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Sometimes less is more
When communicating with team members, too many bosses will communicate the way THEY like to receive information, rather than thinking about how THEIR PEOPLE like to receive information.
Don’t change what you are trying to say, but your team might understand more and better if you change the way you say it. Before you have your next one-on-one talk with a team member, ask yourself:
Do they do better when I start with the bottom line or when I build the case to the conclusion? Some people will lose interest and focus quickly if they don’t see the bottom line at the start — e.g., “Where are you going with this?”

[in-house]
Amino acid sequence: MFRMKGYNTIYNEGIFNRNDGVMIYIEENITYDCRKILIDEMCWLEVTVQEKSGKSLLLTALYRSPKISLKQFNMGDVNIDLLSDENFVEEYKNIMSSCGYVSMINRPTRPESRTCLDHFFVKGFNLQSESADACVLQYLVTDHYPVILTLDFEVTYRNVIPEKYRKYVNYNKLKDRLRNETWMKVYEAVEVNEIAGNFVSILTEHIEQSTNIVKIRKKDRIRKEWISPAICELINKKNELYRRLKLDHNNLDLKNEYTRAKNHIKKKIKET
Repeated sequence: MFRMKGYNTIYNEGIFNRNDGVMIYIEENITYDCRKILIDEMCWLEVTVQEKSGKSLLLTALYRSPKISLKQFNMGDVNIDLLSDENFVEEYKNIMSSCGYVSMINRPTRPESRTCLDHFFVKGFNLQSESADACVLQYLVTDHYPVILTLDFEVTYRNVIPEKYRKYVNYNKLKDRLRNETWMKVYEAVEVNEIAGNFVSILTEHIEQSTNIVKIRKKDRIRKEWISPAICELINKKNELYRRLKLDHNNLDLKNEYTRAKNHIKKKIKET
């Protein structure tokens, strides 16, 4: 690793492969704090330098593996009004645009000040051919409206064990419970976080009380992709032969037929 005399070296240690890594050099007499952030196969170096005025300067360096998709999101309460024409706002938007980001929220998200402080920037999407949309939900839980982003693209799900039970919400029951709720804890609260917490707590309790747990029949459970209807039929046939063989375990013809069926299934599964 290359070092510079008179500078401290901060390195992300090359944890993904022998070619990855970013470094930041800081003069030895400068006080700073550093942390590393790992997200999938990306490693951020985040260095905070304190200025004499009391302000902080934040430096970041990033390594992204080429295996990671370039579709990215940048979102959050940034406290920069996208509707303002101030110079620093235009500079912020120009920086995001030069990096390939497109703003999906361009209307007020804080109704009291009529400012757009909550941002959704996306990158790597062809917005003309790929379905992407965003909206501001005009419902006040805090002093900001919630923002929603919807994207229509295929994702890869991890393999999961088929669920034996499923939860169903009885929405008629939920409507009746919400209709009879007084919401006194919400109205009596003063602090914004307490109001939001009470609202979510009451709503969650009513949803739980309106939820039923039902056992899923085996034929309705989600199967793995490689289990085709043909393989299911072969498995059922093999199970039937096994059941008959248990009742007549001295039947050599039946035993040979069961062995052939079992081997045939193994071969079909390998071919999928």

Do they prefer more social interaction or a short-and-direct approach? Some people feel valued and appreciated when there is a human connection, while others feel like that “chit-chat” is wasting their time.
What is the most effective mode of communication with them? Some people like verbal (in-person, Zoom/Teams, phone) conversations, while others do better with written (text, email, paper) formats. For many people, the BEST way to get an assignment is a face-to-face conversation overview AND a written checklist or template that captures the details.
When we take a little extra prep time to tailor our approach, we often save a LOT of time on the other end. Set your people up for success by using the communication methods that work best for them. Present the information in ways that help them understand the first time. And make sure that you make it two-way communication: confirm their understanding and encourage them to ask questions and to check-in at milestones, interim deadlines, and/or if they get stuck.
(image generated using Midjourney)
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